A second risk factor is the prolonged use of sedatives required for mechanical ventilation. A patient is unconscious with anesthesia but falls somewhere between sleepiness and relaxed consciousness with sedation. Regardless, both are independent risk factors for delirium as the brain tries to fill the gap in consciousness.
The third risk factor for delirium is biological brain insults, be it trauma, pathogens, chemicals, hypoxia, or multi-organ damage. Covid-19 delirium, scientists believe, is partly caused by:
- Coronavirus brain invasion via olfactory neurons or blood-brain-barrier. Neuro-Covid is a disease terminology recently coined for this. The lower prevalence of smell loss in severe vs mild-moderate cases supports the olfactory invasion of SARS-CoV-2, given that destruction of renewable olfactory neurons might be a protective mechanism to halt virus spread into the brain. The cytokine hurricane that causes multi-organ damage increases the risk of virus penetrating the compromised blood-brain-barrier.
- Hypoxia and blood clots. Covid-19 is primarily a disease of the lungs, followed by blood vessels. Lung damage endangers gas exchange and, thus, less oxygen would enter the circulation. Blood vessel damage leading to blood clots might restrict blood flow to the brain. The brain could then be deprived of oxygen or blood and malfunction.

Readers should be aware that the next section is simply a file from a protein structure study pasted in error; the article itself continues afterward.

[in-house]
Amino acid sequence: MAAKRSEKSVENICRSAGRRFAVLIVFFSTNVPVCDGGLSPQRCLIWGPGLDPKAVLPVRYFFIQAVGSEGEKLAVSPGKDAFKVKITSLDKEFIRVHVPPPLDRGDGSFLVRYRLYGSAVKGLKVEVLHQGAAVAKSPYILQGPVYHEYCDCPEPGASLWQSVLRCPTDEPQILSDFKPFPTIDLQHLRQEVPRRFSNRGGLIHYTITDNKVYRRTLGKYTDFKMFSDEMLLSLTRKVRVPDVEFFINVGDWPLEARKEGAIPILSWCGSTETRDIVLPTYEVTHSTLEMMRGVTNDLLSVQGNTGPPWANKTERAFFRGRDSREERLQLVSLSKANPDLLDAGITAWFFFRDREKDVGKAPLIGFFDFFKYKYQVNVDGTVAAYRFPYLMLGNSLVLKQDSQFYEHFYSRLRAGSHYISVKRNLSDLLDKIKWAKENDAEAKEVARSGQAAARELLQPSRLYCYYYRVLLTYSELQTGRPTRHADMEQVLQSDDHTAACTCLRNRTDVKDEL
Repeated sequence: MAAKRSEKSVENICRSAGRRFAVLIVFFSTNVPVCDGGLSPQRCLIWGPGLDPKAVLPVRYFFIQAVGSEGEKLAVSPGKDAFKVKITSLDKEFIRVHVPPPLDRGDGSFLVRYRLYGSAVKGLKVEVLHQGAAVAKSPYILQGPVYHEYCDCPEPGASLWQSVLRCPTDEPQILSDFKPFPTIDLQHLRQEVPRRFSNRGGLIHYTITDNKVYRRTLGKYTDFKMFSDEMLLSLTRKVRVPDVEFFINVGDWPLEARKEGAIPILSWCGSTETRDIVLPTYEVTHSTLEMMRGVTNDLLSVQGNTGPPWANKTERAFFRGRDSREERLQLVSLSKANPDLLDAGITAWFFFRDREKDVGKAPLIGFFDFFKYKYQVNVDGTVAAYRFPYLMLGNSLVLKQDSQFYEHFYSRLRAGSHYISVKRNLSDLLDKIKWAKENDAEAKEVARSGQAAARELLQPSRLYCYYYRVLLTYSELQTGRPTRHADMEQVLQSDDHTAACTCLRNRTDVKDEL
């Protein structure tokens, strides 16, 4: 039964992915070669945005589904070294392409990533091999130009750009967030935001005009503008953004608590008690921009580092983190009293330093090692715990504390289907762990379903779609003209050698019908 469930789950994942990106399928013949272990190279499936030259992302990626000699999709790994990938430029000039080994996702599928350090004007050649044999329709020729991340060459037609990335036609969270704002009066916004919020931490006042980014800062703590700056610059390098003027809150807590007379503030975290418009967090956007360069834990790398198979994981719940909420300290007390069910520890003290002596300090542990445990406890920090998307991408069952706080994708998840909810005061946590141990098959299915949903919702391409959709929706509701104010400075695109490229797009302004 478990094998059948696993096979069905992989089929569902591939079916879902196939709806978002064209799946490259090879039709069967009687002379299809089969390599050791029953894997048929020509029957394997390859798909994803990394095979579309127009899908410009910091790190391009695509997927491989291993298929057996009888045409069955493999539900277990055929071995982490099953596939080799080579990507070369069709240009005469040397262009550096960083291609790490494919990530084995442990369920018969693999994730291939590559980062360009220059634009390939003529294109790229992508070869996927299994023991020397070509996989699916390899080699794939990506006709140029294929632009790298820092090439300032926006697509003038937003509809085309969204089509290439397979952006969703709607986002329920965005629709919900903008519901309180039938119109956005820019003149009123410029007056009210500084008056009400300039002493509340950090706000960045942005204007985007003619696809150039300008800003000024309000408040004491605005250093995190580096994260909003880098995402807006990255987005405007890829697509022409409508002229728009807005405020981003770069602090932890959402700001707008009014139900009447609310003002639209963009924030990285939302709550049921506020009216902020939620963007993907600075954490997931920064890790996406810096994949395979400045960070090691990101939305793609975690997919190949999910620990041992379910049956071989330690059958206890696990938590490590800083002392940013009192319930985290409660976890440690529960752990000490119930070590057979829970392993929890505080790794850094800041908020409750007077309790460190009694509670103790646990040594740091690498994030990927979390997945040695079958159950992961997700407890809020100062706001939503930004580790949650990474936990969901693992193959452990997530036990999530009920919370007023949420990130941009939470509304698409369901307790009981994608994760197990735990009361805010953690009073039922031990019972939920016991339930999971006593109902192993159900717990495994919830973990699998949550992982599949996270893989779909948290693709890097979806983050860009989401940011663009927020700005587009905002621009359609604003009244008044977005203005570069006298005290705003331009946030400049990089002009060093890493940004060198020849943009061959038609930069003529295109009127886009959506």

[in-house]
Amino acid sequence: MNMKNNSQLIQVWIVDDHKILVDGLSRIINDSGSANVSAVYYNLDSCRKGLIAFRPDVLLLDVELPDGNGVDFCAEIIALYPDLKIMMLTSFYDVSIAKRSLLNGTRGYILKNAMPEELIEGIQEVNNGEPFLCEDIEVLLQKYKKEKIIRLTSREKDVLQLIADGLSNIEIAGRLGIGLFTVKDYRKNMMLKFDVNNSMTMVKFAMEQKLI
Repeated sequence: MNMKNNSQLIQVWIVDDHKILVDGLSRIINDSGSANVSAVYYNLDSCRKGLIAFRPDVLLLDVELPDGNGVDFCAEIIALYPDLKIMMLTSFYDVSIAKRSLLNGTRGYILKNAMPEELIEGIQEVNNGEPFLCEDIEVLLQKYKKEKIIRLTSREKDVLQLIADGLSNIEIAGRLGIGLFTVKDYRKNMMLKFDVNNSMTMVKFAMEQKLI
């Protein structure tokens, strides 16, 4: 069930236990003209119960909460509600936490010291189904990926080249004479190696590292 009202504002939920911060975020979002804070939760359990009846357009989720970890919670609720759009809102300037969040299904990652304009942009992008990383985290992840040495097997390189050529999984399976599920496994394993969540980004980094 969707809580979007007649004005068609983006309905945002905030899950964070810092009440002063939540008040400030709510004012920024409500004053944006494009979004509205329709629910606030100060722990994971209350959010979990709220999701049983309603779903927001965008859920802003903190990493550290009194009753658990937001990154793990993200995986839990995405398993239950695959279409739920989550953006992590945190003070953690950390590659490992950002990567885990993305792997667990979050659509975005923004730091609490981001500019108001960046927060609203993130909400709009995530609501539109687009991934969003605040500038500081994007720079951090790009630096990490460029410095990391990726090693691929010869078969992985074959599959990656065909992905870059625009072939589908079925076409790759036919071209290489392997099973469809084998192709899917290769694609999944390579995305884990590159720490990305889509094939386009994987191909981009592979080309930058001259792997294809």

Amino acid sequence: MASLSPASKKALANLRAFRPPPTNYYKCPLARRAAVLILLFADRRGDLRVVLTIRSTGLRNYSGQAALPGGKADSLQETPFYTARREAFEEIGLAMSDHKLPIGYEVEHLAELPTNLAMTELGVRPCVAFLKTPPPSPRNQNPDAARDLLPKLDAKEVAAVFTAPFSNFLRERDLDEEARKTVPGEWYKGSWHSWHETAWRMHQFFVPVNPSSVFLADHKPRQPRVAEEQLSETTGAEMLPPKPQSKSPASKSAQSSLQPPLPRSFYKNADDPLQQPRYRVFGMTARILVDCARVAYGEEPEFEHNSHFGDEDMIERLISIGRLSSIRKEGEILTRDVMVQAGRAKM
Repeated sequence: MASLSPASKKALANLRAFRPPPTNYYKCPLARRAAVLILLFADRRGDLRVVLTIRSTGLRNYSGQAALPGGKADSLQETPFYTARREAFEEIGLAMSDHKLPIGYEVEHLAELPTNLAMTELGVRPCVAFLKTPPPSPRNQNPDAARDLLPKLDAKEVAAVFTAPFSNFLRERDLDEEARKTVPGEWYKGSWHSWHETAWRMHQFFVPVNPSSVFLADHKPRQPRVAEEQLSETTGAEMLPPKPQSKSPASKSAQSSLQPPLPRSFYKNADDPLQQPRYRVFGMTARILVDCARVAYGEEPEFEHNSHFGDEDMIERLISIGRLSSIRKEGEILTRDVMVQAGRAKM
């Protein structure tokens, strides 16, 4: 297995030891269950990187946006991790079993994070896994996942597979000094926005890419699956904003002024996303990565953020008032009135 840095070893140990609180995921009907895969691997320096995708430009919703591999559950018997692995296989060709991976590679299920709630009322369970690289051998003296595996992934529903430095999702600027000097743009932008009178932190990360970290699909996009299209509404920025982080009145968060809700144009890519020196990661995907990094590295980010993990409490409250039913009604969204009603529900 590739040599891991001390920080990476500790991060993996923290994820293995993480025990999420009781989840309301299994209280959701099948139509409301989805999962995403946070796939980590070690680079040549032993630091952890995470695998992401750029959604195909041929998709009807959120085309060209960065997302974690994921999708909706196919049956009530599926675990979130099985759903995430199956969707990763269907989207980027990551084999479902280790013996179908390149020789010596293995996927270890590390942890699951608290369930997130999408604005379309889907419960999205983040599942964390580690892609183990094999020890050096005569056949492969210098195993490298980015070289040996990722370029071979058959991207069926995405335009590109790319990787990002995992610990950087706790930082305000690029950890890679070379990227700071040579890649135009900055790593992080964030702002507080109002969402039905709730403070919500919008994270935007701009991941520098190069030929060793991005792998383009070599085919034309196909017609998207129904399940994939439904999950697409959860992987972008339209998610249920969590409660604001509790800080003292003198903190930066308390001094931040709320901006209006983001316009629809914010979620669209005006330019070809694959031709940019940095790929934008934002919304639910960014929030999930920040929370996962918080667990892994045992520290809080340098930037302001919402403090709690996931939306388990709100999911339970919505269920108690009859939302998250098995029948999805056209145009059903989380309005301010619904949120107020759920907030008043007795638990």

The fourth reason includes factors unrelated to Covid-19 disease or treatment procedures. These are existing neurological diseases like dementia or stroke, multiple medical comorbidities, nutritional deficiency, HIV infection, surgery, sleep deprivation, and being older than 65 years or a male.
All these risk factors compound, making delirium difficult to decipher. No single cause means no single solution.
“In the patients with Covid-19, delirium can be a manifestation of direct CNS invasion, induction of CNS inflammatory mediators, secondary effects of other organ system failure, and untoward medical and environmental factors including heavy use of sedatives for prone positioning of the patient and quarantining and social isolation during care,” the review summarized. CNS means central nervous system — that is, the brain and spinal cord
Prevention vs Treatment
Practicing higher-quality health care could prevent 30–40% of delirium cases. Pharmacological treatments for delirium prevention have not worked so far. One effective program is the Hospital Elder Life Program (HELP) that aims to maintain the following:
- Orientation to surroundings (awareness of time, place, and person).
- Nutrition and hydration.
- Sleep and circadian rhythm.
- Mobility that is feasible within limits of physical condition.
- Visual and hearing function, especially in those with sensory deficits.
Another effective preventive guideline recommended for Covid-19 is the ABCDEF bundle: A: Assess, prevent, and manage pain; B: Both spontaneous awakening trials and spontaneous breathing trials; C: Choice of analgesia and sedation; D: Delirium assessment, prevention, and management; E: Early mobility and exercise; F: Family engagement and empowerment.
If prevention failed or unattempted, treatment options for delirium entail re-orientation to surroundings, making frequent eye-contact, lowering the dose of sedatives or neuromuscular blockers, increasing physical mobility, avoiding changes in surroundings including staff, mitigating noises, and taking anti-psychotics drugs. But these interventions do not guarantee success as they have to be tailored to factors causing delirium and delirium subtypes.